It was nearly thirty years ago that the giant multinational burger chain McDonald’s first moved into the historic heart of the beautiful city of Rome, opening up a restaurant in the Piazza di Spagna, next to the famous Spanish Steps.
For many Italians who cared deeply about their culture and their food heritage this incursion into their capital city was regarded as nothing less than an outrage, and McDonald’s arrival was initially greeted with mass demonstrations in the centre of Rome. One local fashion designer even launched legal action in a bid to close the restaurant down.
But the lawsuit failed and over time the demonstrations petered out. Increasing numbers of visitors to the Piazza di Spagna started to eat at McDonald’s.
For a while it appeared as if that was that: the anti-McDonald’s protest seemed to have died with little more than a whimper.
But it had not.
In fact, something profound had started to emerge from the backlash against McDonald’s culinary incursion into Italy: the birth of the Slow Food Movement. Its founder, Carlo Petrini, described the Movement as an “antidote” to all that McDonald’s represented.
Soon, a Slow Food Manifesto was launched, which continued the “antidote” metaphor:
“Against the universal madness of the Fast Life we need to choose the defence of tranquil material pleasure. Against those, and there are many of them, who confuse efficiency with frenzy, we propose the vaccine of a sufficient portion of assured sensual pleasure, to be practiced in slow and prolonged enjoyment.”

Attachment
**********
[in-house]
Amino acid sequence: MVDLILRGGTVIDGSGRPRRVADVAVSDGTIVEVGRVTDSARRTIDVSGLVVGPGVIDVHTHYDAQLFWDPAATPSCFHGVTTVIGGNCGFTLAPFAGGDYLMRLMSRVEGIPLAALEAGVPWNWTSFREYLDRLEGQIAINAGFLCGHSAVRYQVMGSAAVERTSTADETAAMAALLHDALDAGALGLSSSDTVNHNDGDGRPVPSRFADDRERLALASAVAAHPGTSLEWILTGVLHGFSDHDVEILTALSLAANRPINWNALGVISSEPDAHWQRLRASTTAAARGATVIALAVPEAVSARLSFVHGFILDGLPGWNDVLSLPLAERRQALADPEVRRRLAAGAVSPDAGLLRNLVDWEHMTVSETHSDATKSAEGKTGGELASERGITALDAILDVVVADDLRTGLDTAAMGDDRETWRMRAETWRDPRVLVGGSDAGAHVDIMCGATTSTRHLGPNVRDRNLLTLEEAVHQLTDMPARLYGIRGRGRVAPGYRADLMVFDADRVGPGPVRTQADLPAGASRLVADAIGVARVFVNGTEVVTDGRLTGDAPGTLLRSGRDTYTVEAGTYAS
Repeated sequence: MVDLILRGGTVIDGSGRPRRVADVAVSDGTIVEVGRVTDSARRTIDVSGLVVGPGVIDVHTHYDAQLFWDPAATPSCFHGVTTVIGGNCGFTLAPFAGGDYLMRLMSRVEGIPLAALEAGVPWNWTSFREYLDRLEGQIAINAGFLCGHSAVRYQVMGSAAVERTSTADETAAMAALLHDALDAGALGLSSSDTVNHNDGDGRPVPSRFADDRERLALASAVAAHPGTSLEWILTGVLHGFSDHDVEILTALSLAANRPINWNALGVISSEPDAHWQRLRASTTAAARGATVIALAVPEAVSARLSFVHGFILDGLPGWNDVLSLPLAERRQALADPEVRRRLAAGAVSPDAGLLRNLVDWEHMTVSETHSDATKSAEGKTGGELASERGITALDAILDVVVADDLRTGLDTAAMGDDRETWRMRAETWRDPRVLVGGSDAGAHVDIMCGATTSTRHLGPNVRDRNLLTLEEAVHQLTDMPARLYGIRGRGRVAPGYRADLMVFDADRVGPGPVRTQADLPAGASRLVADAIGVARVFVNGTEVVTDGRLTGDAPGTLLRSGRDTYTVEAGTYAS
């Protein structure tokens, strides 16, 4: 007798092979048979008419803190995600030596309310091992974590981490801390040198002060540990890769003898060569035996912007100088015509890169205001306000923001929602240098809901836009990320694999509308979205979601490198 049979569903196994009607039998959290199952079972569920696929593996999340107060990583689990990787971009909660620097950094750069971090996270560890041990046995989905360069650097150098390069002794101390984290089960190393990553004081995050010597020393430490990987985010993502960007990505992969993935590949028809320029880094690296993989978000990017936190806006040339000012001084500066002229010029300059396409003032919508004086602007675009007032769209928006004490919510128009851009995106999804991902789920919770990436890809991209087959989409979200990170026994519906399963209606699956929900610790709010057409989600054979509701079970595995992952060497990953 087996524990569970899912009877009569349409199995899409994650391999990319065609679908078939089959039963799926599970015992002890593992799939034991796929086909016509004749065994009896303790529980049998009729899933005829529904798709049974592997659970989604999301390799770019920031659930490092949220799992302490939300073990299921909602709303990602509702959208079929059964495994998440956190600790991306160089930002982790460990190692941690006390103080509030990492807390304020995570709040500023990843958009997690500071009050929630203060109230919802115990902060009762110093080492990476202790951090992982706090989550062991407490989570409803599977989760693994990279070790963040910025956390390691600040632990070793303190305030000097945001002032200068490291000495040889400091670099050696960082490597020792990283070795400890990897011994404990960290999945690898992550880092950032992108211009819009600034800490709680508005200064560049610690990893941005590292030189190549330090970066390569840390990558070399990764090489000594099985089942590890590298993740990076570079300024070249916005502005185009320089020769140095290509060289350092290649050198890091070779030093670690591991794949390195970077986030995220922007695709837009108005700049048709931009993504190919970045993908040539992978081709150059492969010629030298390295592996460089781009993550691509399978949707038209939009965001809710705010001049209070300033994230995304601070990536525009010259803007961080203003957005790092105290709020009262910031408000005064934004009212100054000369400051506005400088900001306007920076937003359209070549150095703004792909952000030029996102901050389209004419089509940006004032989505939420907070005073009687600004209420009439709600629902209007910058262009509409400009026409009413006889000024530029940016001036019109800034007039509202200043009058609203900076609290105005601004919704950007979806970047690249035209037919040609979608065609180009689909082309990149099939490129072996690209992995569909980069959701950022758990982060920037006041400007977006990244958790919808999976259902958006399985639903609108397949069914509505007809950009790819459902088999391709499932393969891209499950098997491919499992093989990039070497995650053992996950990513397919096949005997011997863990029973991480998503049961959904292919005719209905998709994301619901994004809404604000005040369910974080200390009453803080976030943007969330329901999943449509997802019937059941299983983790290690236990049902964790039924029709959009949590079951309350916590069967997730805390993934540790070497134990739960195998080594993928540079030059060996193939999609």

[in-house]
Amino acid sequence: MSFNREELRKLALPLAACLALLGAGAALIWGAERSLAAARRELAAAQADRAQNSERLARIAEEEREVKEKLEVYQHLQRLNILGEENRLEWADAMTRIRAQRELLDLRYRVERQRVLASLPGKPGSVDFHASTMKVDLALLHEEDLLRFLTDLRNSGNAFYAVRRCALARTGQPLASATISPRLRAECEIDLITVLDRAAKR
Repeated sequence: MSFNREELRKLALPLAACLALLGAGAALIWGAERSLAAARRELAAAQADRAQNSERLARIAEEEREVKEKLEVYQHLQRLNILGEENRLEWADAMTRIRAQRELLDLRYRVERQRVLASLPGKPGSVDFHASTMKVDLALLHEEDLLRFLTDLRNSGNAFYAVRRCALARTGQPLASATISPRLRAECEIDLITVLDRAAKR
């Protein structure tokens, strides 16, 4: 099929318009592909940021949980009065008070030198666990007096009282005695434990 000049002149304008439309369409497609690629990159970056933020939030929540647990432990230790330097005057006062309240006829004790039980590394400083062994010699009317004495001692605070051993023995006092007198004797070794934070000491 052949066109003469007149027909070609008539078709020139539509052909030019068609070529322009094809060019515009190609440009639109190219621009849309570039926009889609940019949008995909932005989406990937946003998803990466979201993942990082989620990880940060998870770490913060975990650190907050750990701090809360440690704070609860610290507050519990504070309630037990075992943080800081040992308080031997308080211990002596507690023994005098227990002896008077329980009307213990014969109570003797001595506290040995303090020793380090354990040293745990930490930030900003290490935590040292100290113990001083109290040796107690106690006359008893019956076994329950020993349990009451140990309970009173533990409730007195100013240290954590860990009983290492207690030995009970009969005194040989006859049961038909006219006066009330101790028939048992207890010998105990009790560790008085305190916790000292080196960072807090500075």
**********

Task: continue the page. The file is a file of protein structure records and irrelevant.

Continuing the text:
Since the launch of the movement, the term Slow Food has evolved to embrace broader concepts – awareness of the origin of the food we eat, insistence on food which has been produced in a way which fully respects the environment, food which has human health and animal welfare at its heart, and food produced by workers who are paid a fair wage.
The Movement promotes local produce and local food traditions and aims to stimulate interest in the food we eat, where it comes from, how it tastes, and what impact our food choices have on the environment and upon the rest of the world.
It signposts the way to a better relationship between us and the food we eat, and for more information about the Slow Food Movement you can visit its website here.
Appropriately, the recipe in this post is inspired by a traditional, regional Italian specialty.
This is my version of a delightful savoury biscuit from Piedmont, known colloquially as lingue di suocera , which translates rather unkindly as “mother-in-law’s tongue”.
Containing just a few basic, wholesome ingredients, these biscuits are baked quickly at a high temperature to produce a golden crispness. They are perfect with dips or cheeses.
rosemary flatbread biscuits
250 g organic plain flour
1 tsp dried yeast
45 ml extra virgin olive oil
140 ml lukewarm water
1 tsp sea salt, crushed
1 tbsp rosemary leaves
1 tbsp sea salt
1. Dissolve the yeast in the lukewarm water and leave for 10-15 minutes, until bubbles begin to appear on the surface.